In this post we’ll be exploring some common existing web engagement metrics as defined in the book “Measuring the Immesurable: Visitor Engagement” 
First, we’ll be computing 5 of the metrics described there for individual users:
- Interaction Index (without block and delete)
- Negative Interaction Index (only block and delete)
- Session Duration Index
- Recency Index
- Loyalty Index
Then we’ll define an engaged user as one that returns and interacts with Activty Stream at least once per week for at least the past 3 consecutive weeks.
We’ll then try to build a model that can predict an engaged user given their behaviour (the 5 metrics).
Finally, we’ll talk about what can be done with these results and what further exploration is left for the future.
1. Interaction Index Distribution
The following graph shows a distribution of interaction index for all of our users. In this case, we compute interaction rate for each user as:
- The chart generally trends downward showing fewer very dedicated users with high interaction rates
- We can see a peak (~15% of users) with between 5% to 10% of sessions having interactions
- The peak at 100% is likely from users with only a few sessions overall
2. Negative Interaction Index Distribution
The following graph shows a distribution of negative interaction index for all of our users. In this case, we compute interaction rate for each user as:
- A vast majority of users (~62%) have a 0% to 5% interaction rate with a decaying trend
- It’s probable that users are liking what they’re seeing if they’re clicking more than blocking/deleting
3. Session Duration Index Distribution
The following graph shows a distribution of session duration index for all of our users. First we choose the overall median session duration (5.5 seconds) to be the threshold. Then we compute each user’s session duration index as:
- The shape of the chart (centre peak) is likely due to the choice of median as a threshold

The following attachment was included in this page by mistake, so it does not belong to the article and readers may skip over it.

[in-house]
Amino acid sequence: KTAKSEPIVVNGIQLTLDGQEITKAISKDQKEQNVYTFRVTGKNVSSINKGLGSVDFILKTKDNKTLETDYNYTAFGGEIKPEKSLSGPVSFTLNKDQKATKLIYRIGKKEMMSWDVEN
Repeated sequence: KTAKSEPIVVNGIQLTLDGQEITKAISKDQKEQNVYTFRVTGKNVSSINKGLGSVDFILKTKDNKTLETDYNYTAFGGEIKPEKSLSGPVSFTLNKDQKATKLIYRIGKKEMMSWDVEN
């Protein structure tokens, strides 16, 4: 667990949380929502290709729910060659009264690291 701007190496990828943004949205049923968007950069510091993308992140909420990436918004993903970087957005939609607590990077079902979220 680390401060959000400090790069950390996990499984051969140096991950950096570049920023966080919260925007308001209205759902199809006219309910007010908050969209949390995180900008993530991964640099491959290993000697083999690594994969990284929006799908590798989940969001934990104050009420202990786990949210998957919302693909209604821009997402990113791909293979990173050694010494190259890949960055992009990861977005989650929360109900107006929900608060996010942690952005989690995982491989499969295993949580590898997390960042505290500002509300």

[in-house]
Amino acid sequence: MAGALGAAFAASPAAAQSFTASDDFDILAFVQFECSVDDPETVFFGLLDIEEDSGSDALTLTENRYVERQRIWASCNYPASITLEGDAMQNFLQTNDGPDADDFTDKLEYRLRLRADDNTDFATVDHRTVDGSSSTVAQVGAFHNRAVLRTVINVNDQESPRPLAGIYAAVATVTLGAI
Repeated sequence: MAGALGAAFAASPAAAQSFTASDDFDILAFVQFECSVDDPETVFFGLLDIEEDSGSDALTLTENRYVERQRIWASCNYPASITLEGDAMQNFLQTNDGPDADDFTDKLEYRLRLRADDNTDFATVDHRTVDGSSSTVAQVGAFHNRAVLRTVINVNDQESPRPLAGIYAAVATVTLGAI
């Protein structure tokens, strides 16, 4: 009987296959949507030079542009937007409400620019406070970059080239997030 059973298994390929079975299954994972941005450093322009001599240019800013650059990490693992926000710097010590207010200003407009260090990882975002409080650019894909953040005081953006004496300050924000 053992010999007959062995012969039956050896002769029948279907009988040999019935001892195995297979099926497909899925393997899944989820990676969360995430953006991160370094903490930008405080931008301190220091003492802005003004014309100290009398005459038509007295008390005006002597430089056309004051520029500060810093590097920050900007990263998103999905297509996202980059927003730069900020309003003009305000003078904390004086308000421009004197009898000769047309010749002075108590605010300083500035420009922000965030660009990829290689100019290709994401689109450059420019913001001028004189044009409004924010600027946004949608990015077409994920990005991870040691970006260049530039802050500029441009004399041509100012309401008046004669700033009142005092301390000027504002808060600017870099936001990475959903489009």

- The peak at 100% is likely once again influenced by users with a small number of sessions. It could also be from users who frequently leave their tabs open and idling in this case.
4. Recency Index Distribution
The following graph shows a distribution of recency index for all of our users. The recency index is computed for a given visit date as follows:
and is then averaged over the total number of days visited.
- The peak at 0% accounts for both users who have a total of 1 visit only and those who have very sparse/distributed visits.
- There’s also a little peak at 50% which means visiting every other day seems to be common
5. Loyalty Index Distribution
The following graph shows a distribution of loyalty index for all of our users. The loyalty index is computed for each user as follows:
- ~54.3% of all users did not open activity stream at all or only opened it once over the past 3 weeks.
- ~30% of all users returned over the past 3 weeks and were very loyal with at least 20 visits total
- Given the nature of the computation, it’s not possible to have a loyalty index greater than 0 and less than 50.
Analyzing Correlations Between Metrics
Now that we’ve seen an overview of user behaviour, we can try to identify some relationships between behaviours to better understand our users. Table 1 below shows the Pearson correlation coefficient  for all combinations of our 5 metrics above.
When the coefficient is close to 0 it implies no correlation, when it’s close to one it implies a positive correlation, and close to -1 implies a negative correlation.
Table 1. Correlations Between Metrics
|Metric 1||Metric 2||User Type||Correlation|
|Interaction Index||Session Duration Index||Unengaged||0.430325647134|
|Interaction Index||Session Duration Index||Engaged||0.392083132159|
|Interaction Index||Recency Index||Engaged||0.34084020437|
|Interaction Index||Recency Index||Unengaged||0.25021778555|
|Loyalty Index||Recency Index||Engaged||0.24676779249|
|Interaction Index||Negative Interaction Index||Engaged||0.113349350414|
|Interaction Index||Negative Interaction Index||Unengaged||0.108766867896|
|Session Duration Index||Negative Interaction Index||Engaged||0.104265768653|
|Session Duration Index||Negative Interaction Index||Engaged||0.0876997159773|
|Loyalty Index||Recency Index||Unengaged||0.0847442251109|
|Recency Index||Session Duration Index||Unengaged||0.0557225952733|
|Recency Index||Negative Interaction Index||Unengaged||0.0277618916522|
|Recency Index||Negative Interaction Index||Engaged||0.0273987012206|
|Recency Index||Session Duration Index||Engaged||-0.0231654117681|
|Loyalty Index||Negative Interaction Index||Engaged||-0.0409611062983|
|Loyalty Index||Negative Interaction Index||Unengaged||-0.0627722736047|
|Loyalty Index||Session Duration Index||Unengaged||-0.182615114018|
|Loyalty Index||Session Duration Index||Engaged||-0.201243275844|
|Interaction Index||Loyalty Index||Engaged||-0.237541403076|
|Interaction Index||Loyalty Index||Unengaged||-0.28686159045|